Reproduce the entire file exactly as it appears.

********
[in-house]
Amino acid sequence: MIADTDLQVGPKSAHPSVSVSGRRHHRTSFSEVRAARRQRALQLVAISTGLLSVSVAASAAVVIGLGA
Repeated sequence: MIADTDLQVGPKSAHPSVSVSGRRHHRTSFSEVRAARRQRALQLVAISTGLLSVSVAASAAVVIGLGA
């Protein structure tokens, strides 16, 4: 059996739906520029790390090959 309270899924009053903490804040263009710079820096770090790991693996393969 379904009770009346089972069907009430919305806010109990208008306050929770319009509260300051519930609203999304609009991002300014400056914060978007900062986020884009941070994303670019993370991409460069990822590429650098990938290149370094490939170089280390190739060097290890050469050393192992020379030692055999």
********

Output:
[in-house]
Amino acid sequence: MIADTDLQVGPKSAHPSVSVSGRRHHRTSFSEVRAARRQRALQLVAISTGLLSVSVAASAAVVIGLGA
Repeated sequence: MIADTDLQVGPKSAHPSVSVSGRRHHRTSFSEVRAARRQRALQLVAISTGLLSVSVAASAAVVIGLGA
């Protein structure tokens, strides 16, 4: 059996739906520029790390090959 309270899924009053903490804040263009710079820096770090790991693996393969 379904009770009346089972069907009430919305806010109990208008306050929770319009509260300051519930609203999304609009991002300014400056914060978007900062986020884009941070994303670019993370991409460069990822590429650098990938290149370094490939170089280390190739060097290890050469050393192992020379030692055999």